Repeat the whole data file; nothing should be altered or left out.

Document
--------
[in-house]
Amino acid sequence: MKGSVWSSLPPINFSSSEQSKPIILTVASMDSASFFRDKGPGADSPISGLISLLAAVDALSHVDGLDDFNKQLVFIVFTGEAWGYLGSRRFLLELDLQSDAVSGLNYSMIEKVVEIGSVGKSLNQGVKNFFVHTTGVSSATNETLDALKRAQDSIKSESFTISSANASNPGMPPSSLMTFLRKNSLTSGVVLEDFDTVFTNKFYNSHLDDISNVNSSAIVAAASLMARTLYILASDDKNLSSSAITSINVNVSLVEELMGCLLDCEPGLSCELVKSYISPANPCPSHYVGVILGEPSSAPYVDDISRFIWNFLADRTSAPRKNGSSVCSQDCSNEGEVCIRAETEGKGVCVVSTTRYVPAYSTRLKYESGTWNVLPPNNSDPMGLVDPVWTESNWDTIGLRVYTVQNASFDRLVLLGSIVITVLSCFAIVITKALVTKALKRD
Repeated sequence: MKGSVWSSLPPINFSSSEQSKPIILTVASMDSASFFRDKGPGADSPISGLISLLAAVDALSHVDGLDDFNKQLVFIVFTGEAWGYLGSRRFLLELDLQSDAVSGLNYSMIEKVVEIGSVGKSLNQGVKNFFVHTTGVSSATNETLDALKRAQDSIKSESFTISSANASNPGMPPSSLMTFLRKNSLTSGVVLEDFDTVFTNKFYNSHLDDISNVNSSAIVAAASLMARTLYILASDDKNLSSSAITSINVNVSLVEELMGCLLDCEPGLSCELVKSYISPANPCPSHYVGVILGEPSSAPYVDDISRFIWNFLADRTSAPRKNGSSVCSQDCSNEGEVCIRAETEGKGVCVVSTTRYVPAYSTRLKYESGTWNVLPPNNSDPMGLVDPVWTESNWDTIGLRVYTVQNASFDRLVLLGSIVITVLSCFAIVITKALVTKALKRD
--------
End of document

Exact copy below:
[in-house]
Amino acid sequence: MKGSVWSSLPPINFSSSEQSKPIILTVASMDSASFFRDKGPGADSPISGLISLLAAVDALSHVDGLDDFNKQLVFIVFTGEAWGYLGSRRFLLELDLQSDAVSGLNYSMIEKVVEIGSVGKSLNQGVKNFFVHTTGVSSATNETLDALKRAQDSIKSESFTISSANASNPGMPPSSLMTFLRKNSLTSGVVLEDFDTVFTNKFYNSHLDDISNVNSSAIVAAASLMARTLYILASDDKNLSSSAITSINVNVSLVEELMGCLLDCEPGLSCELVKSYISPANPCPSHYVGVILGEPSSAPYVDDISRFIWNFLADRTSAPRKNGSSVCSQDCSNEGEVCIRAETEGKGVCVVSTTRYVPAYSTRLKYESGTWNVLPPNNSDPMGLVDPVWTESNWDTIGLRVYTVQNASFDRLVLLGSIVITVLSCFAIVITKALVTKALKRD
Repeated sequence: MKGSVWSSLPPINFSSSEQSKPIILTVASMDSASFFRDKGPGADSPISGLISLLAAVDALSHVDGLDDFNKQLVFIVFTGEAWGYLGSRRFLLELDLQSDAVSGLNYSMIEKVVEIGSVGKSLNQGVKNFFVHTTGVSSATNETLDALKRAQDSIKSESFTISSANASNPGMPPSSLMTFLRKNSLTSGVVLEDFDTVFTNKFYNSHLDDISNVNSSAIVAAASLMARTLYILASDDKNLSSSAITSINVNVSLVEELMGCLLDCEPGLSCELVKSYISPANPCPSHYVGVILGEPSSAPYVDDISRFIWNFLADRTSAPRKNGSSVCSQDCSNEGEVCIRAETEGKGVCVVSTTRYVPAYSTRLKYESGTWNVLPPNNSDPMGLVDPVWTESNWDTIGLRVYTVQNASFDRLVLLGSIVITVLSCFAIVITKALVTKALKRD